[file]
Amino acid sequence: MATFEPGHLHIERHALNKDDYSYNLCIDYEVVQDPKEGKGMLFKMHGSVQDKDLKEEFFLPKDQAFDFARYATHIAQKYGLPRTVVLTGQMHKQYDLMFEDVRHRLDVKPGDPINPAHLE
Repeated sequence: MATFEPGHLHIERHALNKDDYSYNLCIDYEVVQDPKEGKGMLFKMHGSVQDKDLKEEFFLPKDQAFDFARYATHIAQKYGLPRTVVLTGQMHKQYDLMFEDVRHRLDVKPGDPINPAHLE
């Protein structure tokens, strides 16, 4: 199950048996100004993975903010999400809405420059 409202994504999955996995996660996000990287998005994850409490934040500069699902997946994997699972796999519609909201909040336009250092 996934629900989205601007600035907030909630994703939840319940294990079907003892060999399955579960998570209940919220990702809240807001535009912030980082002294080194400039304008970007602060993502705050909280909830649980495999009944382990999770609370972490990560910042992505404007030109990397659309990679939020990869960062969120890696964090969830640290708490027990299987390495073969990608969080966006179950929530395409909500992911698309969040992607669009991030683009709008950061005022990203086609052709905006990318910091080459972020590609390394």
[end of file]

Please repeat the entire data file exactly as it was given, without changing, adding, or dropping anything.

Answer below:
Amino acid sequence: MATFEPGHLHIERHALNKDDYSYNLCIDYEVVQDPKEGKGMLFKMHGSVQDKDLKEEFFLPKDQAFDFARYATHIAQKYGLPRTVVLTGQMHKQYDLMFEDVRHRLDVKPGDPINPAHLE
Repeated sequence: MATFEPGHLHIERHALNKDDYSYNLCIDYEVVQDPKEGKGMLFKMHGSVQDKDLKEEFFLPKDQAFDFARYATHIAQKYGLPRTVVLTGQMHKQYDLMFEDVRHRLDVKPGDPINPAHLE
């Protein structure tokens, strides 16, 4: 199950048996100004993975903010999400809405420059 409202994504999955996995996660996000990287998005994850409490934040500069699902997946994997699972796999519609909201909040336009250092 996934629900989205601007600035907030909630994703939840319940294990079907003892060999399955579960998570209940919220990702809240807001535009912030980082002294080194400039304008970007602060993502705050909280909830649980495999009944382990999770609370972490990560910042992505404007030109990397659309990679939020990869960062969120890696964090969830640290708490027990299987390495073969990608969080966006179950929530395409909500992911698309969040992607669009991030683009709008950061005022990203086609052709905006990318910091080459972020590609390394």